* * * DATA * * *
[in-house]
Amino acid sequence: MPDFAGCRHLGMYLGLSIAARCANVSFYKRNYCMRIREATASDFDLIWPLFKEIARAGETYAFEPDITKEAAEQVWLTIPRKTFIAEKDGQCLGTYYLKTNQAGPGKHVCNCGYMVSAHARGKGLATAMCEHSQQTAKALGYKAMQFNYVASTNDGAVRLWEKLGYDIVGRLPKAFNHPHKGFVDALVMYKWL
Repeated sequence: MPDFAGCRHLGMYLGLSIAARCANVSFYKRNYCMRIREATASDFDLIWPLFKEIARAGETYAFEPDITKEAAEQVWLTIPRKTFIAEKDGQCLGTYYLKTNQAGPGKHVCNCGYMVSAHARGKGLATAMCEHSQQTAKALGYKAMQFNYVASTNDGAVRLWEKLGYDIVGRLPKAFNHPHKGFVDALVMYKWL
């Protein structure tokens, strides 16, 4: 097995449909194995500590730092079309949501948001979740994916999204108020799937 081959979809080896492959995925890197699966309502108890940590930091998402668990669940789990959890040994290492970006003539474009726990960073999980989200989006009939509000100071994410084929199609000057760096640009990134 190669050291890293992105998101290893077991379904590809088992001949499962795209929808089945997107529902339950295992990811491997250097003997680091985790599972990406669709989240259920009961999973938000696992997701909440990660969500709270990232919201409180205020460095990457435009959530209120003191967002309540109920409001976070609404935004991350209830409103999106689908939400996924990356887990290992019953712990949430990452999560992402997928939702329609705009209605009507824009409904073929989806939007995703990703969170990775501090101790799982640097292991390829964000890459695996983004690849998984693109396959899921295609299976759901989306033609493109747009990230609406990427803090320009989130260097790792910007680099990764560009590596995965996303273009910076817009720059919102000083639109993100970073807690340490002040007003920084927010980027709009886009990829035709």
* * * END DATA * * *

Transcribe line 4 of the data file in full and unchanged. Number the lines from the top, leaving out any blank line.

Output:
């Protein structure tokens, strides 16, 4: 097995449909194995500590730092079309949501948001979740994916999204108020799937 081959979809080896492959995925890197699966309502108890940590930091998402668990669940789990959890040994290492970006003539474009726990960073999980989200989006009939509000100071994410084929199609000057760096640009990134 190669050291890293992105998101290893077991379904590809088992001949499962795209929808089945997107529902339950295992990811491997250097003997680091985790599972990406669709989240259920009961999973938000696992997701909440990660969500709270990232919201409180205020460095990457435009959530209120003191967002309540109920409001976070609404935004991350209830409103999106689908939400996924990356887990290992019953712990949430990452999560992402997928939702329609705009209605009507824009409904073929989806939007995703990703969170990775501090101790799982640097292991390829964000890459695996983004690849998984693109396959899921295609299976759901989306033609493109747009990230609406990427803090320009989130260097790792910007680099990764560009590596995965996303273009910076817009720059919102000083639109993100970073807690340490002040007003920084927010980027709009886009990829035709």